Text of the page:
On the morning of Oct. 8, the 33rd annual Virginia Film Festival released its program list for 2020, consisting of an abundance of events in both virtual and drive-in formats. The festival will be presented on its originally scheduled dates, Oct. 21 to 25, and features a diverse offering of feature-length, documentary and short films along with panel discussions, Q&As, and a series of conversations with today’s top film artists. Notably, more than half of the filmmakers, experts and guests in this year’s festival are women or represent Black, Indigenous or people of color communities.
The virtual program for the festival is hosted on the Eventive platform, offering over 50 narrative and documentary features, shorts and more. The festival’s opening night film is Academy Award-winning actress Regina King’s directorial debut, “One Night in Miami,” which is a fictionalized story of Cassius Clay, Malcolm X, Jim Brown and Sam Cooke as they celebrate Clay’s 1964 win over Sonny Liston in Miami Beach. Another standout film is “Boys State,” a fascinating political coming-of-age documentary that examines the health of American democracy through an unusual experiment with teenage boys in Texas. Other highlights are “Alice,” by local filmmaker Eduardo Montes-Bradley, and “Ammonite,” a romantic drama with actresses Kate Winslet and Saoirse Ronan. As always, this year’s festival offers a large variety of content for all kinds of viewers to enjoy.
Despite the unusual circumstances brought by the pandemic, the festival will host a number of impressive guests on their online circuit. Appearances to support the screenings include Vince Gilligan — creator of “Breaking Bad” and “Better Call Saul” — Leslie Odom Jr., who will speak on his acting role in the festival’s Opening Night Film “One Night in Miami,” actor Ethan Hawke, NPR host Diane Rehm, actress Annette Bening and many more.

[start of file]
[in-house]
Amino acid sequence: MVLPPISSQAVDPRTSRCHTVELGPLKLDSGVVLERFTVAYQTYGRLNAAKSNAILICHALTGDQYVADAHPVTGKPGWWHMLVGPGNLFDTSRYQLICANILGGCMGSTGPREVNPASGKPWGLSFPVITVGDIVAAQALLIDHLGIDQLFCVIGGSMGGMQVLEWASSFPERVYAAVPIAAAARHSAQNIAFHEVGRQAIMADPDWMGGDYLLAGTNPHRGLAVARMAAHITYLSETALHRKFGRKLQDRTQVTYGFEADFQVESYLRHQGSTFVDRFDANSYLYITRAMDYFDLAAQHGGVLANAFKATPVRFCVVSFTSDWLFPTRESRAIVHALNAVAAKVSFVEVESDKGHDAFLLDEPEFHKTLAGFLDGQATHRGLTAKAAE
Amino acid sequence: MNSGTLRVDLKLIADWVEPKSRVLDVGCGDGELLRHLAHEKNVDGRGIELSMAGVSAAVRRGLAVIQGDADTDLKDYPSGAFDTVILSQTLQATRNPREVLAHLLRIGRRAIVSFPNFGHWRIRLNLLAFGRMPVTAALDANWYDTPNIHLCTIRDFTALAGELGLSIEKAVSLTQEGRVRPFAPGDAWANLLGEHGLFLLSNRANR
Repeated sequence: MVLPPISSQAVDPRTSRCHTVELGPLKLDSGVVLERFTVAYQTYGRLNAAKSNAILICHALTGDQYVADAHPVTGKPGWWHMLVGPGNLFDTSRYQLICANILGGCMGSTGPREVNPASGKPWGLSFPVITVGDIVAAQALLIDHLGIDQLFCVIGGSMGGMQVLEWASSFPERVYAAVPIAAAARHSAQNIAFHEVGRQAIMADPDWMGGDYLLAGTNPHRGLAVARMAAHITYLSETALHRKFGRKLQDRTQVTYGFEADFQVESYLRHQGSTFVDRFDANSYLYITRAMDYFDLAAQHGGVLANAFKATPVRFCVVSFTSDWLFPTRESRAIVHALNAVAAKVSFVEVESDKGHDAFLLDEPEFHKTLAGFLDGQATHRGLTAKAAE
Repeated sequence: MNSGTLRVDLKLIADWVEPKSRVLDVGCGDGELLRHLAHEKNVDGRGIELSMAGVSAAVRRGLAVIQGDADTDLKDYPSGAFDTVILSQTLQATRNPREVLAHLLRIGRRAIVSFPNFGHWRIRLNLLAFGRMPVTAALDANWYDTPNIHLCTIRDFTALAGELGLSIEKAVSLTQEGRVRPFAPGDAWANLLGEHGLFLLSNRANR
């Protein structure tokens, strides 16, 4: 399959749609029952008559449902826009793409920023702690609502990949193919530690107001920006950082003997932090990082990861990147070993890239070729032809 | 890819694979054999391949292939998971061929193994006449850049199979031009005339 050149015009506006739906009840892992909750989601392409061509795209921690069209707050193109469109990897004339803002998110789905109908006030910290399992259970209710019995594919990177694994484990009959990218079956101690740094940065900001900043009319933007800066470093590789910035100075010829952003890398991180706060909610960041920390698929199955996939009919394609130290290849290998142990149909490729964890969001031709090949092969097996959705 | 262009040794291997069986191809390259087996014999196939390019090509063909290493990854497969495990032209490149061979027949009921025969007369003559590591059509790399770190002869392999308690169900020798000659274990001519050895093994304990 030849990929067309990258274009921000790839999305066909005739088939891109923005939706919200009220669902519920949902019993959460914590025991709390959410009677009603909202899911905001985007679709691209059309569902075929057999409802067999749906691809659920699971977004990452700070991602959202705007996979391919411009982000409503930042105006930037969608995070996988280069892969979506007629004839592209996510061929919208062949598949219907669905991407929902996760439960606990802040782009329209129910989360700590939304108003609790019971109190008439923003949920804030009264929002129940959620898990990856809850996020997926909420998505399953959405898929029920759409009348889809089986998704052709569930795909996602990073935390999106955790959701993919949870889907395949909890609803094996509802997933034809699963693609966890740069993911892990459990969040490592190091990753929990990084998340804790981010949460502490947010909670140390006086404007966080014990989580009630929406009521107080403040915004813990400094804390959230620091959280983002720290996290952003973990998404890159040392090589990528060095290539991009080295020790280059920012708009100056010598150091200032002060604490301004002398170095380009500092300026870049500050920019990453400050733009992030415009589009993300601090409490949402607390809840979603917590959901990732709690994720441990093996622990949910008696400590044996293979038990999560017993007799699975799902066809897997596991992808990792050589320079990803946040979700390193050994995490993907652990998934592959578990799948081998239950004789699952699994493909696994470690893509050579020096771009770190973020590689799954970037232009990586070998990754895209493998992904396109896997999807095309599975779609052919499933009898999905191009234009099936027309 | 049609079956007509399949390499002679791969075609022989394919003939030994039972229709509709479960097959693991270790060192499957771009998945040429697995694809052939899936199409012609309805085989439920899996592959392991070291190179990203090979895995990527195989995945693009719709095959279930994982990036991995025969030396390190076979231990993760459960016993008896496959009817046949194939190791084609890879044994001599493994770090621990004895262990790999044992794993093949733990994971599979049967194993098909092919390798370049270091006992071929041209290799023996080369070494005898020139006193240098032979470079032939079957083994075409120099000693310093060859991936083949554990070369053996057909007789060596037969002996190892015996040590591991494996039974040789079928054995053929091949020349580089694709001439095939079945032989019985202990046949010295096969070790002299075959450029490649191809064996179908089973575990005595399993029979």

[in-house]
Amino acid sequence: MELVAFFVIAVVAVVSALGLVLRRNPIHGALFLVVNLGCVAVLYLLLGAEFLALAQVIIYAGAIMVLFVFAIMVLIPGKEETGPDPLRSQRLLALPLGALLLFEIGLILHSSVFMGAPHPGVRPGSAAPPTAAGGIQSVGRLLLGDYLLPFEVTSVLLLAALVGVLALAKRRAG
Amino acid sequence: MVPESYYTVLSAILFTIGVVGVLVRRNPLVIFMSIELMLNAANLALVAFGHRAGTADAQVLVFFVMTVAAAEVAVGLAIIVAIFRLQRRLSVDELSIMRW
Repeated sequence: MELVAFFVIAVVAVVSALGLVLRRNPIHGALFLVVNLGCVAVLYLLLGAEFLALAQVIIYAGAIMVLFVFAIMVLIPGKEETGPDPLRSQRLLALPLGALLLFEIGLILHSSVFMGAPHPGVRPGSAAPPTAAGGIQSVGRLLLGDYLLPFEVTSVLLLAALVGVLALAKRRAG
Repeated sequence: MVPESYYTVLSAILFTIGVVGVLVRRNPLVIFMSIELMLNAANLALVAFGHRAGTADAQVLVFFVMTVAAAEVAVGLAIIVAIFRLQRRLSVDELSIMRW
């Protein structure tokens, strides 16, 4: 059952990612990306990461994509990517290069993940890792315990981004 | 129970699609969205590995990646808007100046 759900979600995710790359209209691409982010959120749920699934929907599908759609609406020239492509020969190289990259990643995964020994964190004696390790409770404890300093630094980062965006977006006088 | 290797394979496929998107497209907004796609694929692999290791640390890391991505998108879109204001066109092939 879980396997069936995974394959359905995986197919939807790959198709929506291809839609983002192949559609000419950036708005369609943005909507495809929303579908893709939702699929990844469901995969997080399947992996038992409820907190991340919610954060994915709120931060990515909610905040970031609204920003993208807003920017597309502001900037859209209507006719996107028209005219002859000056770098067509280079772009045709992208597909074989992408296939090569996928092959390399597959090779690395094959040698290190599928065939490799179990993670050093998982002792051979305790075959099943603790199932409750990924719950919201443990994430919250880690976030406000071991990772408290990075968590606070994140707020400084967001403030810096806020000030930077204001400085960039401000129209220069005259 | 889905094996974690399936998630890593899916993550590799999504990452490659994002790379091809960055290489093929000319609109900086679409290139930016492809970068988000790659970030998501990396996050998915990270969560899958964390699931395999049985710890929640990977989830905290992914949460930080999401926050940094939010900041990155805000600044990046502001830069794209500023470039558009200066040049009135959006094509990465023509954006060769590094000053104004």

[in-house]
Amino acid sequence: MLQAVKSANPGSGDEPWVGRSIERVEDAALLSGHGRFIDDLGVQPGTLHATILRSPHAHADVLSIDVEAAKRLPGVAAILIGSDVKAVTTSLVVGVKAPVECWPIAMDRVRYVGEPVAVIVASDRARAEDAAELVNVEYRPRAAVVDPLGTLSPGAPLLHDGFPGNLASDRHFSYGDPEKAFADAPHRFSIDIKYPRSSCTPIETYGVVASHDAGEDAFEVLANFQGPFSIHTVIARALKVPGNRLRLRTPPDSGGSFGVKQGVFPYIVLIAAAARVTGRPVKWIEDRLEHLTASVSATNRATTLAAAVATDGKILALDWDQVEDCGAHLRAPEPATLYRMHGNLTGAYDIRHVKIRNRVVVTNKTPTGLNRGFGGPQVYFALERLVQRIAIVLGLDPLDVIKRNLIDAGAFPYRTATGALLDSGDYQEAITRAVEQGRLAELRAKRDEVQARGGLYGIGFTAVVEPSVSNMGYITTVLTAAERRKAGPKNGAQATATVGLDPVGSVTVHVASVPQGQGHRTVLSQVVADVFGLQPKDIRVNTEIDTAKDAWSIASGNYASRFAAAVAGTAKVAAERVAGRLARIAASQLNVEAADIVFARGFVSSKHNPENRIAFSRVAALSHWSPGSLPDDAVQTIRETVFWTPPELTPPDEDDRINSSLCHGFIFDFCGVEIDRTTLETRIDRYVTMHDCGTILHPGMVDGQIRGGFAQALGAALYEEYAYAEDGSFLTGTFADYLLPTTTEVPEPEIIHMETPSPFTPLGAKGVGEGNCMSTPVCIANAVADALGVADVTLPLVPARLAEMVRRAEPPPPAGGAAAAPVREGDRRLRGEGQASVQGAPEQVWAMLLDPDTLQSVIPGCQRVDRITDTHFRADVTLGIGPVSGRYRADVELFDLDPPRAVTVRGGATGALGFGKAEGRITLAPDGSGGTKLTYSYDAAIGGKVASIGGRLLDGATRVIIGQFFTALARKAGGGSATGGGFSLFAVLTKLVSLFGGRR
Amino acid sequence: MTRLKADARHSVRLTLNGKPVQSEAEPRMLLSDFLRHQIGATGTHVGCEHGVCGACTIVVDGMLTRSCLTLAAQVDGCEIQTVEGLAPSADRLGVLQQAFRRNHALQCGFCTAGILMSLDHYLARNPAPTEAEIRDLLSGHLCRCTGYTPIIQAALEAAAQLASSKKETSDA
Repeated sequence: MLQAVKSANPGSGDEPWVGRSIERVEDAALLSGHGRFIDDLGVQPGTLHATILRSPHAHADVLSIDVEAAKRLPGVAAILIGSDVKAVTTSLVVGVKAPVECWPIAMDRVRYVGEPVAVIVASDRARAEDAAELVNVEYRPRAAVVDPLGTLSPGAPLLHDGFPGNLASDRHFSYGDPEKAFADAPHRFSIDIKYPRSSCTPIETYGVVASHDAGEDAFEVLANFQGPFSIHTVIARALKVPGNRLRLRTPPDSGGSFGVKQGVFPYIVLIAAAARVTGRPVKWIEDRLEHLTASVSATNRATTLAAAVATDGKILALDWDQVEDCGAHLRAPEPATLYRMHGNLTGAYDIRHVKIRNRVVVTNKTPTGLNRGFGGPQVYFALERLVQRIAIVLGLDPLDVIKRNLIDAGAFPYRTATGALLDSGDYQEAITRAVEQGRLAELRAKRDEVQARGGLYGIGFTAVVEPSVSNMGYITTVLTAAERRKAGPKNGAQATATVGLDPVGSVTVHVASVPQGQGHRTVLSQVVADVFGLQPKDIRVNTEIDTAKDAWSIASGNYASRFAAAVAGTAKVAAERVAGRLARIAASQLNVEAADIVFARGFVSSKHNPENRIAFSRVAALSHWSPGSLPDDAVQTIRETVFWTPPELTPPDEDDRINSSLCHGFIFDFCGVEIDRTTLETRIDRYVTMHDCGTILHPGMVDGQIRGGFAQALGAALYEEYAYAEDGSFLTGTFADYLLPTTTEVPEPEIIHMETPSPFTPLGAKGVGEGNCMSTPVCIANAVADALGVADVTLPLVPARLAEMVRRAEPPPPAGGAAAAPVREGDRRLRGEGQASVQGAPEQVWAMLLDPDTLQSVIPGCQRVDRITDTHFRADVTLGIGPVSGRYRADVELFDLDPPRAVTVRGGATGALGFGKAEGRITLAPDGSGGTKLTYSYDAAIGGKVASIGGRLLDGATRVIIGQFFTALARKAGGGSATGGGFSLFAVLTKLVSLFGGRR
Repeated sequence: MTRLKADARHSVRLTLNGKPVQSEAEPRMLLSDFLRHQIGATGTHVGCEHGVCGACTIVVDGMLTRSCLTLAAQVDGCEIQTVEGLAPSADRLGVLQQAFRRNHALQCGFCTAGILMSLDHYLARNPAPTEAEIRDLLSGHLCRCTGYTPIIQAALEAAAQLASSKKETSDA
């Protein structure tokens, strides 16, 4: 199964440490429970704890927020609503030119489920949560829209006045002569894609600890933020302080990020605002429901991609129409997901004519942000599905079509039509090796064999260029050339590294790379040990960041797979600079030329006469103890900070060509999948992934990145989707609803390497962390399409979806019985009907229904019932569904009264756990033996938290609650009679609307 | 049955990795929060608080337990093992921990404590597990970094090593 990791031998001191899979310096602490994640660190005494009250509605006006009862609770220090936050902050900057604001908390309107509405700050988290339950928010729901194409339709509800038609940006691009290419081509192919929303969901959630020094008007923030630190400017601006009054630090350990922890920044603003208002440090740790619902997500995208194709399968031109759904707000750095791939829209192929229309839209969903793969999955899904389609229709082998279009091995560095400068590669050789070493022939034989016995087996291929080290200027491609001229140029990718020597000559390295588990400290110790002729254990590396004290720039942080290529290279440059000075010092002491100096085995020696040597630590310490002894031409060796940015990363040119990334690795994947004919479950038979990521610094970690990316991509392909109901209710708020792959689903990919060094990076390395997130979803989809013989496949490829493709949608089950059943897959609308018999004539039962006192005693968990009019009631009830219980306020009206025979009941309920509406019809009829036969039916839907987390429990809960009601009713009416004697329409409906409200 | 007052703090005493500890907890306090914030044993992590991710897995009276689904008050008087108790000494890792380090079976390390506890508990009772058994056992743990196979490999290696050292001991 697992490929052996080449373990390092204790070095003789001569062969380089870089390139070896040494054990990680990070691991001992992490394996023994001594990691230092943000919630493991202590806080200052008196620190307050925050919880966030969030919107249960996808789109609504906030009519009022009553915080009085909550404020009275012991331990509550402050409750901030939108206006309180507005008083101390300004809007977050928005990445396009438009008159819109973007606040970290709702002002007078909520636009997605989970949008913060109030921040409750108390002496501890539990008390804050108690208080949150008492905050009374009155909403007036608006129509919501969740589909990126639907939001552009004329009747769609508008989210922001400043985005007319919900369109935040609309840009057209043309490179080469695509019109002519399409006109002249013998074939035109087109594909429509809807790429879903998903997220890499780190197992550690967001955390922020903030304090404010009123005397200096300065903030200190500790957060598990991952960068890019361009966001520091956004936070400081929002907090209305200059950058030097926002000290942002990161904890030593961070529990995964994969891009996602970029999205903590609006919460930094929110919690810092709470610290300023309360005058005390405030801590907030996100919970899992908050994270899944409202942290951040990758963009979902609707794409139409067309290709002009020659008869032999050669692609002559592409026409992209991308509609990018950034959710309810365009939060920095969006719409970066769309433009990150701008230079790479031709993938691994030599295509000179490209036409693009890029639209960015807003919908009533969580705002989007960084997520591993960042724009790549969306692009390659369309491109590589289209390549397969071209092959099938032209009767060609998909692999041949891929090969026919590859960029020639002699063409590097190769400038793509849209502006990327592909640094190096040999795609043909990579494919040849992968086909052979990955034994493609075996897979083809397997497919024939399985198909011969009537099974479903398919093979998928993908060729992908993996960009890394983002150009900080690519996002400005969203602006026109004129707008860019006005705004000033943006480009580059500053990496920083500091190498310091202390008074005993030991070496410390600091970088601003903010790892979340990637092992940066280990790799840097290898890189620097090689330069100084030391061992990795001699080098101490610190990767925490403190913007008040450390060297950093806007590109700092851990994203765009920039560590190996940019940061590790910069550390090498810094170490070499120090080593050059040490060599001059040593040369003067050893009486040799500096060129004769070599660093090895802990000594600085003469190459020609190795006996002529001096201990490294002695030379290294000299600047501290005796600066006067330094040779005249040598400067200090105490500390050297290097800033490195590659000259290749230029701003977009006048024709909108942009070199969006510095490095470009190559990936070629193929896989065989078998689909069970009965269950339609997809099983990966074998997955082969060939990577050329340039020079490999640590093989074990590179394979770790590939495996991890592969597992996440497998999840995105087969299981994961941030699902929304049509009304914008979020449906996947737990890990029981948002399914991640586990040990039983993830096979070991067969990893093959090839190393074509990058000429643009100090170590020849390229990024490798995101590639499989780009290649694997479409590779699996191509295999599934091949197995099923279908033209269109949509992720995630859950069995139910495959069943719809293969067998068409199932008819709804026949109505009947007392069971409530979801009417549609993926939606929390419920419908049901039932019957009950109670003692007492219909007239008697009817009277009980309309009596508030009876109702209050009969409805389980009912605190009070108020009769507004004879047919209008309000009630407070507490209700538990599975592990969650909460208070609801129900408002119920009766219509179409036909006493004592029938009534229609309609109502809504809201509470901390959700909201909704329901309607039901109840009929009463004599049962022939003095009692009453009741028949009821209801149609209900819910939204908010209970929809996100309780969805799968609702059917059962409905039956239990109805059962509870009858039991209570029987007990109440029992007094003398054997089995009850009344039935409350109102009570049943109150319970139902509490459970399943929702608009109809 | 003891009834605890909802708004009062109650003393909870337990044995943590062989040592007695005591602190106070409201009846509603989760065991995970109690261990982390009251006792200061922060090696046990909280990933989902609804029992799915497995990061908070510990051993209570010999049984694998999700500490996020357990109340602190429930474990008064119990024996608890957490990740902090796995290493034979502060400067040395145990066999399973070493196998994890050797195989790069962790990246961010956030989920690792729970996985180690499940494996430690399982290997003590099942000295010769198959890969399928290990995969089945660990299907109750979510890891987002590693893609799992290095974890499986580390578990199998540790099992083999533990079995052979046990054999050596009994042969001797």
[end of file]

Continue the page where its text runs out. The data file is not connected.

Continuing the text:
The Special Presentation events will include “Light House Studio Shorts,” a series of 15 short films created by students at Charlottesville's House Studio, as well as a tribute to 15-time Academy Award-nominated film composer Thomas Newman. Newman will discuss his career with Benjamin Rous, director of the Charlottesville Symphony at the University of Virginia. The tribute will also include clips from various movies linked to Newman including “The Shawshank Redemption,” “American Beauty,” “Finding Nemo” and “1917.”
Each night of the festival, a number of films will be hosted at two socially-distant drive-in locations — the Dairy Market in Charlottesville and Morven Farm in Albemarle. According to the event’s website, the opening night film, “One Night in Miami,” the centerpiece film, “Ammonite,” and the closing night film, “Nomadland,” will be shown at both locations, as well as four other anticipated new releases. Information about drive-in tickets and what to expect at each location can be found at the festival’s website.
Full-time U.Va. students will still have the opportunity to receive free access to the festival, and can request a Virtual Student Pass through the Art$ program. The deadline to request a pass is Oct. 19 at noon. To find out more information about ticketing, access to events, safety and the full schedule, visit the website at virginiafilmfestival.org.